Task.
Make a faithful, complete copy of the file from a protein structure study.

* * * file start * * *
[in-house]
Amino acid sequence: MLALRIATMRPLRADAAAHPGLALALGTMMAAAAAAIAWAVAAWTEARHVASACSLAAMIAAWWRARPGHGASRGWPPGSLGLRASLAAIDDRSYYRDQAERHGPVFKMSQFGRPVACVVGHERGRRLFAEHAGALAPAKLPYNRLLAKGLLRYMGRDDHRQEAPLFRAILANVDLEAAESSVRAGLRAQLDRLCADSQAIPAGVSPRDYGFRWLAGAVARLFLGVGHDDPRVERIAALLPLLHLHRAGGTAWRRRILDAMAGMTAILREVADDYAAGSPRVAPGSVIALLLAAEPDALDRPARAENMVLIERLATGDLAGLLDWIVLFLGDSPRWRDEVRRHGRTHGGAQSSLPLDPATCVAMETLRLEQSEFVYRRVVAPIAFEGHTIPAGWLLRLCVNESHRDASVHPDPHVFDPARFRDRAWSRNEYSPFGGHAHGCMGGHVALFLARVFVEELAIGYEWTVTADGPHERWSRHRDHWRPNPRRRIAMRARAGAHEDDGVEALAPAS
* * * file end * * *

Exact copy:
[in-house]
Amino acid sequence: MLALRIATMRPLRADAAAHPGLALALGTMMAAAAAAIAWAVAAWTEARHVASACSLAAMIAAWWRARPGHGASRGWPPGSLGLRASLAAIDDRSYYRDQAERHGPVFKMSQFGRPVACVVGHERGRRLFAEHAGALAPAKLPYNRLLAKGLLRYMGRDDHRQEAPLFRAILANVDLEAAESSVRAGLRAQLDRLCADSQAIPAGVSPRDYGFRWLAGAVARLFLGVGHDDPRVERIAALLPLLHLHRAGGTAWRRRILDAMAGMTAILREVADDYAAGSPRVAPGSVIALLLAAEPDALDRPARAENMVLIERLATGDLAGLLDWIVLFLGDSPRWRDEVRRHGRTHGGAQSSLPLDPATCVAMETLRLEQSEFVYRRVVAPIAFEGHTIPAGWLLRLCVNESHRDASVHPDPHVFDPARFRDRAWSRNEYSPFGGHAHGCMGGHVALFLARVFVEELAIGYEWTVTADGPHERWSRHRDHWRPNPRRRIAMRARAGAHEDDGVEALAPAS